Boulevardier

Boulevardier

bo͝oləvärˈdyā

Noun

  • A wealthy, fashionable socialite.

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Example Sentences

“Genevieve was a vivacious boulevardier who was known for her style and throwing exclusive parties.”

“Daisy Buchanan from ‘The Great Gatsby’ is a boulevardier and the epitome of the 1920s flapper.”

“Many boulevardiers attend debutante balls as part of their entrance into society.”  

Word Origin

French, late 19th century

Why this word?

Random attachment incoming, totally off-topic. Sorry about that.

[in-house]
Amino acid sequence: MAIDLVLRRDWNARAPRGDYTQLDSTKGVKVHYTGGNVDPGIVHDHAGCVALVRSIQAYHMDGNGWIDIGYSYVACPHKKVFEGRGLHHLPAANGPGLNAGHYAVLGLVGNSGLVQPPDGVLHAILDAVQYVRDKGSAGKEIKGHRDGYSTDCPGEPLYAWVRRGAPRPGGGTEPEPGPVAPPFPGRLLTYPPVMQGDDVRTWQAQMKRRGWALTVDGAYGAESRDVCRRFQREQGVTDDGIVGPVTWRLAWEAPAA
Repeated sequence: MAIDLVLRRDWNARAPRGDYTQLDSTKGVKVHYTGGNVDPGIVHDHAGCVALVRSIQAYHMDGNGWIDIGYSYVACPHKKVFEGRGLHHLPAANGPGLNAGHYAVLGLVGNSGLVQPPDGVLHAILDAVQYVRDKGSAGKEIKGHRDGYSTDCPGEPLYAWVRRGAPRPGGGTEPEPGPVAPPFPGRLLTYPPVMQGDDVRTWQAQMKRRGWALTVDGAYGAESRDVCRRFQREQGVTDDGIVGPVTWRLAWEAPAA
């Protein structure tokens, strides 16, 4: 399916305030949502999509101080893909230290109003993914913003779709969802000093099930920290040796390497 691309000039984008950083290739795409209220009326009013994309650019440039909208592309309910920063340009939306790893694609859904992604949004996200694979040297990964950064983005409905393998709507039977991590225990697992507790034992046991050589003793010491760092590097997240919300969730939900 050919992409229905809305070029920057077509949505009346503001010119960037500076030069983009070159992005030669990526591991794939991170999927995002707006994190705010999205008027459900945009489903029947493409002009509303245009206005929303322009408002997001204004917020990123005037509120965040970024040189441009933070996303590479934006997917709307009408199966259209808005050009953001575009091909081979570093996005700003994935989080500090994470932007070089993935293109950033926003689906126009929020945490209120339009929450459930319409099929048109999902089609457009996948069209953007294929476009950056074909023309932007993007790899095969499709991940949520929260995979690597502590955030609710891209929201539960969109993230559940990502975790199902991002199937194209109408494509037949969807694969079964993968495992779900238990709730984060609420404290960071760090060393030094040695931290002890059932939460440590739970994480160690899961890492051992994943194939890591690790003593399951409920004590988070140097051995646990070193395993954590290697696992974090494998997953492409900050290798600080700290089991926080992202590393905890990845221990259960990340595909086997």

This word was originally coined as a French term meaning, naturally, “a person who frequents boulevards.” “The Boulevardier” was a magazine edited by American socialite and Vanderbilt family member Erskine Gwynne, created to be a kind of Parisian “New Yorker” for Americans living in Paris in the 1920s. The magazine eventually inspired the name of the boulevardier cocktail, which also originated in 1920s Paris. The drink is made up of equal parts Campari, sweet red vermouth, and either rye whiskey or bourbon, with an orange peel for garnish. The word “boulevardier” has been used in English in the context of a wealthy socialite since at least the late 19th century, when many other French words were in fashionable vocabularies.

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